Making Maxscale/ProxySQL Highly Available ( 2 > 1 )

As Mydbops we are implementing Load Balancer using Maxscale or ProxySQL ( Our presentation ) for lot our client,  but these load balancers will become a SPOF (Single Point of failure) .  We have tried to explore services like HAProxy, Nginx, and Keepalived etc. Except Keepalived, all the services need to run on the standalone instance and  did not satisfy our exact need.

Keepalived does not requires any standalone instance, it can be deployed and configured with a minimal effort and provide the HA Solutions to the DB Infra. This approach not only fits for our DB setup, we can implement same even managing Application or Frontend server HA Solutions. Its very simple and elegant way.

Below we will see how to set up the configure the Keepalived for our requirements.

Screen Shot 2018-01-31 at 12.01.56 PM

The question arises, how do you load balance the Maxscale or ProxySQL servers themselves without any standalone instance? One way is to use keepalived. In order to use this solution, you need at least two Maxscale or ProxySQL servers. On both of them install keepalived as explained below. Both servers will have a floating IP. The application server will attempt to connect to 192.168.33.30 (Floating IP) . Depending on which Maxscale or ProxySQL server is the master, the IP will be owned by that server. If that server fails, then the backup server will start to issue gratuitous ARP responses for the same IP of 192.168.33.30 and the requests to the App servers will then go through the backup Maxscale or ProxySQL server which has now become the primary.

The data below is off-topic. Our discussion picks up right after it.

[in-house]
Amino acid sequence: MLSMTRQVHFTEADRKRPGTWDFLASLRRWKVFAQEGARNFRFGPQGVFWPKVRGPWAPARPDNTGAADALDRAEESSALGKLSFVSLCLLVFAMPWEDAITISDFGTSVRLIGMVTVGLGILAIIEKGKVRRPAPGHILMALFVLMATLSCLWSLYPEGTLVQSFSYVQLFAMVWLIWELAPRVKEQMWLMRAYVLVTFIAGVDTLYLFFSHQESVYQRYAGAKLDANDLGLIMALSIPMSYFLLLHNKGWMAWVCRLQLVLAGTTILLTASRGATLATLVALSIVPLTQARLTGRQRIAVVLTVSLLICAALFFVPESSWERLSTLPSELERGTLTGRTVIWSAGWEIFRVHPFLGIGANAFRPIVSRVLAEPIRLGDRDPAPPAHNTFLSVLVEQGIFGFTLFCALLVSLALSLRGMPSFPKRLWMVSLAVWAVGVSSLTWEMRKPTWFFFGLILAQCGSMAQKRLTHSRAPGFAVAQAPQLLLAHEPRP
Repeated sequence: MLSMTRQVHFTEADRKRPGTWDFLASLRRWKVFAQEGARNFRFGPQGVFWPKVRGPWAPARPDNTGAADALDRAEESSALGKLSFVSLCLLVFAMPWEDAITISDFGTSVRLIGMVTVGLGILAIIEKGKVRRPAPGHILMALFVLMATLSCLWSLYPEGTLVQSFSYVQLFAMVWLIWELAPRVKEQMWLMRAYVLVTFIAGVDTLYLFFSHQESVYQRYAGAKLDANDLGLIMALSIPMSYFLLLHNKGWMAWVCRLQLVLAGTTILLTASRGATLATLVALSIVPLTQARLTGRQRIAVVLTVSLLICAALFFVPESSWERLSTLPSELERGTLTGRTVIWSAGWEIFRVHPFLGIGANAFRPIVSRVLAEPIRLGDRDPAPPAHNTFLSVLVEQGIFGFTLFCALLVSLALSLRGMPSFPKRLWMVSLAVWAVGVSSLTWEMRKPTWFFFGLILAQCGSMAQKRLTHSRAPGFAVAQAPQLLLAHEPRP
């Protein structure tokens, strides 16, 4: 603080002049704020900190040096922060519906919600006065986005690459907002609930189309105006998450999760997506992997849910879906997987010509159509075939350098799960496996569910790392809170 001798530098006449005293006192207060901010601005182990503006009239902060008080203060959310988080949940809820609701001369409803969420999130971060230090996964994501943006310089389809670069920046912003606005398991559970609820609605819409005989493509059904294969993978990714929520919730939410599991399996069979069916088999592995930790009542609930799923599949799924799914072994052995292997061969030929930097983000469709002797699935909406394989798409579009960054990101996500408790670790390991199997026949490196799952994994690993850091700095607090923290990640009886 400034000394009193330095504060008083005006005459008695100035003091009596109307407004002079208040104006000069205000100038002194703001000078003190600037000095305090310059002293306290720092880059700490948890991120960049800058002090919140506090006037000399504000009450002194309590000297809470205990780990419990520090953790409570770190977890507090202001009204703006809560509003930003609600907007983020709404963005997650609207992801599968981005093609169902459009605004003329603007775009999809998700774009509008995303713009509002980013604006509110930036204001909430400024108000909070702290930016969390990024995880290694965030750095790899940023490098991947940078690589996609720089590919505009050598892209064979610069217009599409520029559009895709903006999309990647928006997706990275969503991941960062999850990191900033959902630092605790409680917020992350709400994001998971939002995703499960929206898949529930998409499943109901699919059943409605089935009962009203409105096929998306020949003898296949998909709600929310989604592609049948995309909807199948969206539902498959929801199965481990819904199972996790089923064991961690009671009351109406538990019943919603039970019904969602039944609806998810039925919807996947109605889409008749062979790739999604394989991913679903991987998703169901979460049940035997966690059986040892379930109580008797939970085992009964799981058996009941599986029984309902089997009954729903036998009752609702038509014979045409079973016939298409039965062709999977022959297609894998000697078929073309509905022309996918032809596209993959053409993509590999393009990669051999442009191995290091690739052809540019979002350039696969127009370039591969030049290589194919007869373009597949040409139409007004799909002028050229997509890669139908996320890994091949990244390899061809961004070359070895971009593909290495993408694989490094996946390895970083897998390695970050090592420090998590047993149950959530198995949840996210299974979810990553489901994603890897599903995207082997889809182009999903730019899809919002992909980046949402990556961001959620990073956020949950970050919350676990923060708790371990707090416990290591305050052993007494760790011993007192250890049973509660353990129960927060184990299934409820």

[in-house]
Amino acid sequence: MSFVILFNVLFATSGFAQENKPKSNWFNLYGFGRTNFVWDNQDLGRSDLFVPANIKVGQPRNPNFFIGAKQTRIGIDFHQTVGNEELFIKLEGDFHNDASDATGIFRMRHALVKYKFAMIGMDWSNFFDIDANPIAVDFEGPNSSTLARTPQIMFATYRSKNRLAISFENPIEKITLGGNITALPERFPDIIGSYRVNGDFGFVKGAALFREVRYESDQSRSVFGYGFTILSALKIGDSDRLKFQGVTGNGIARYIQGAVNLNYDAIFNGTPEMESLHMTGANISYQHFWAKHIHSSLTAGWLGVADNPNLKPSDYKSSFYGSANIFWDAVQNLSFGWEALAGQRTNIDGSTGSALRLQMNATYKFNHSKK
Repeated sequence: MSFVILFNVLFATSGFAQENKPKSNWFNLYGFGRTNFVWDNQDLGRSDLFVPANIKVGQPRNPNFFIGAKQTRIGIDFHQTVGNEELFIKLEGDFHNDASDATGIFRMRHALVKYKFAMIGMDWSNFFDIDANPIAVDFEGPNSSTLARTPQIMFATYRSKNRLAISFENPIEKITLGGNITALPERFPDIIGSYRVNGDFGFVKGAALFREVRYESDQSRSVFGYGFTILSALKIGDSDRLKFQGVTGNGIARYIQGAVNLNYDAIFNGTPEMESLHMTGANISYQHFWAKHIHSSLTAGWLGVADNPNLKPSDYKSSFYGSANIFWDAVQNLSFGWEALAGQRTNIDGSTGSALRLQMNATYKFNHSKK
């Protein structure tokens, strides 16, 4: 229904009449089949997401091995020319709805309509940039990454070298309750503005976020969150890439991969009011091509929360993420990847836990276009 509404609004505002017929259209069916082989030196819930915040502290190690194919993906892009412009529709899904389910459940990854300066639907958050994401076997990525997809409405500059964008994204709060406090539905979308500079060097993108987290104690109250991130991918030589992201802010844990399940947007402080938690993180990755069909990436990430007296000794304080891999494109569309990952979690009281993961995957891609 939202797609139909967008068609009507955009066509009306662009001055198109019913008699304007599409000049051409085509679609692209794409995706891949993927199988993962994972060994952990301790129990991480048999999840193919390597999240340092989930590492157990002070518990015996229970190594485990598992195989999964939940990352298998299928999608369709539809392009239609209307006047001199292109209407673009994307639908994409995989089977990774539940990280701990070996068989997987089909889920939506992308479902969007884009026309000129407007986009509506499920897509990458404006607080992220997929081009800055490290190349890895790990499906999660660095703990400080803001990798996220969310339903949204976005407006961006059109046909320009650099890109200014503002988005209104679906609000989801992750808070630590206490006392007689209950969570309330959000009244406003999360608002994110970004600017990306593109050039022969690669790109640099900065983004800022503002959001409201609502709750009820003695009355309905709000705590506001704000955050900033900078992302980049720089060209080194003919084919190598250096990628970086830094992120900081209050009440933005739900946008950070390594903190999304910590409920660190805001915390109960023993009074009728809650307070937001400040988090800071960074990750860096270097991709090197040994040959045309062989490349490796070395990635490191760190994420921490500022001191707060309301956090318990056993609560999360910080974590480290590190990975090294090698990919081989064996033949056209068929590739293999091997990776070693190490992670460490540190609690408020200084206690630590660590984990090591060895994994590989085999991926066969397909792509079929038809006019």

Note :

  1. ProxySQL has its clustering inbuilt with ProxySQL 1.4 to synchronise the configuration. ProxySQL has more fine grained configuration while comparing all SQL load balancers.
  2. Maxscale as a config file based setup . The configuration has to be synced manually across nodes ( but chances are minimal on production setup ).

Install Keepalived on both Master and Slave LB’s

yum install keepalived -y

Configure Keepalived on Master

vim /etc/keepalived/keepalived.conf
global_defs {
 notification_email {
 keepalive@mydbops.com
 }
 notification_email_from keepalived@mydbops.com
 smtp_server 192.168.1.100
 smtp_connect_timeout 30
 router_id LVS_DEVEL
}

vrrp_script check_maxscale {
 script "/bin/systemctl status maxscale.service"
 interval 2
 fall 2
 rise 2
}

vrrp_instance VI_1 {
 state MASTER
 interface enp0s8
 virtual_router_id 51
 priority 101
 advert_int 1
 authentication {
 auth_type PASS
 auth_pass 1111
 }
 virtual_ipaddress {
 192.168.33.30
 }
 track_script {
 check_maxscale
 }
}

Configure Keepalived on Slave

vim /etc/keepalived/keepalived.conf
global_defs {
 notification_email {
 admin@example.com
 }
 notification_email_from keepalived@example.com
 smtp_server 10.1.1.100
 smtp_connect_timeout 30
 router_id LVS_DEVEL
}

vrr_script check_maxscale {
 script "/bin/systemctl status maxscale.service"
 interval 2
 fall 2
 rise 2
}

vrrp_instance VI_1 {
 state BACKUP
 interface enp0s8
 virtual_router_id 51
 priority 100
 advert_int 1
 authentication {
 auth_type PASS
 auth_pass 1111
 }
 virtual_ipaddress {
 192.168.33.30
 }
 track_script {
 check_maxscale
 }
}

Start Keepalived on both Master and Slave

systemctl start keepalived

Verifying Keepalived is Running On Master

systemctl status keepalived
keepalived.service - LVS and VRRP High Availability Monitor
 Loaded: loaded (/usr/lib/systemd/system/keepalived.service; disabled; vendor preset: disabled)
 Active: active (running) since Tue 2018-01-23 13:21:57 UTC; 2h 22min ago
 Process: 3615 ExecStart=/usr/sbin/keepalived $KEEPALIVED_OPTIONS (code=exited, status=0/SUCCESS)
 Main PID: 3616 (keepalived)
 CGroup: /system.slice/keepalived.service